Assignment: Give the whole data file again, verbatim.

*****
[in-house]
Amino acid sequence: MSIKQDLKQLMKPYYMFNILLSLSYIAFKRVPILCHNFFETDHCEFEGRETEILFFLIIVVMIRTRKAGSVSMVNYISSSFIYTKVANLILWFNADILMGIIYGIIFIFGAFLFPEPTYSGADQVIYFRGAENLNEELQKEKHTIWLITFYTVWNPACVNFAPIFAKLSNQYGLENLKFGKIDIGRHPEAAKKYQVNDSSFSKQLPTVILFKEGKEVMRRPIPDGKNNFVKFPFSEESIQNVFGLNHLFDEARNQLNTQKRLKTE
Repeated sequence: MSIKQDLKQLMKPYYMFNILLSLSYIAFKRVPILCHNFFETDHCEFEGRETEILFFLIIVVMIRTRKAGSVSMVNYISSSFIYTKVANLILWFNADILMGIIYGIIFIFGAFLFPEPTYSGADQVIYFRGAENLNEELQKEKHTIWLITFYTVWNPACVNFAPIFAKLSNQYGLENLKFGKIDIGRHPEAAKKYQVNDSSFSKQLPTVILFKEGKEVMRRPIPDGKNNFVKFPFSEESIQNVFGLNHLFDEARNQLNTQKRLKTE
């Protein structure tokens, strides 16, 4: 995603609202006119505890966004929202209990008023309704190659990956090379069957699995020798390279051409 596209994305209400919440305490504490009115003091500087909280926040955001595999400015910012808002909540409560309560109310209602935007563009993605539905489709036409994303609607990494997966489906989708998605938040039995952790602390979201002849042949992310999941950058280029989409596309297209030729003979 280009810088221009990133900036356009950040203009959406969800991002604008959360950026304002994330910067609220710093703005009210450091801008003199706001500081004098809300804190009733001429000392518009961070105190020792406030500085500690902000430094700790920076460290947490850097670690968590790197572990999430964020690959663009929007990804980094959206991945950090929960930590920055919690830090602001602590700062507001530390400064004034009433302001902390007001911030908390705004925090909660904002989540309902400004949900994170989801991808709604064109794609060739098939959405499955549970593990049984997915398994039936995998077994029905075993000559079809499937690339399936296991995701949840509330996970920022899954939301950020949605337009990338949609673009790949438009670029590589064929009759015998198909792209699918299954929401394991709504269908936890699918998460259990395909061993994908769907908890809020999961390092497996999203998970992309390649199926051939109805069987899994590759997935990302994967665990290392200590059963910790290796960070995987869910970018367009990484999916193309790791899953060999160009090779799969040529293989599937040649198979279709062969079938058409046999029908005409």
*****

[in-house]
Amino acid sequence: MSIKQDLKQLMKPYYMFNILLSLSYIAFKRVPILCHNFFETDHCEFEGRETEILFFLIIVVMIRTRKAGSVSMVNYISSSFIYTKVANLILWFNADILMGIIYGIIFIFGAFLFPEPTYSGADQVIYFRGAENLNEELQKEKHTIWLITFYTVWNPACVNFAPIFAKLSNQYGLENLKFGKIDIGRHPEAAKKYQVNDSSFSKQLPTVILFKEGKEVMRRPIPDGKNNFVKFPFSEESIQNVFGLNHLFDEARNQLNTQKRLKTE
Repeated sequence: MSIKQDLKQLMKPYYMFNILLSLSYIAFKRVPILCHNFFETDHCEFEGRETEILFFLIIVVMIRTRKAGSVSMVNYISSSFIYTKVANLILWFNADILMGIIYGIIFIFGAFLFPEPTYSGADQVIYFRGAENLNEELQKEKHTIWLITFYTVWNPACVNFAPIFAKLSNQYGLENLKFGKIDIGRHPEAAKKYQVNDSSFSKQLPTVILFKEGKEVMRRPIPDGKNNFVKFPFSEESIQNVFGLNHLFDEARNQLNTQKRLKTE
């Protein structure tokens, strides 16, 4: 995603609202006119505890966004929202209990008023309704190659990956090379069957699995020798390279051409 596209994305209400919440305490504490009115003091500087909280926040955001595999400015910012808002909540409560309560109310209602935007563009993605539905489709036409994303609607990494997966489906989708998605938040039995952790602390979201002849042949992310999941950058280029989409596309297209030729003979 280009810088221009990133900036356009950040203009959406969800991002604008959360950026304002994330910067609220710093703005009210450091801008003199706001500081004098809300804190009733001429000392518009961070105190020792406030500085500690902000430094700790920076460290947490850097670690968590790197572990999430964020690959663009929007990804980094959206991945950090929960930590920055919690830090602001602590700062507001530390400064004034009433302001902390007001911030908390705004925090909660904002989540309902400004949900994170989801991808709604064109794609060739098939959405499955549970593990049984997915398994039936995998077994029905075993000559079809499937690339399936296991995701949840509330996970920022899954939301950020949605337009990338949609673009790949438009670029590589064929009759015998198909792209699918299954929401394991709504269908936890699918998460259990395909061993994908769907908890809020999961390092497996999203998970992309390649199926051939109805069987899994590759997935990302994967665990290392200590059963910790290796960070995987869910970018367009990484999916193309790791899953060999160009090779799969040529293989599937040649198979279709062969079938058409046999029908005409």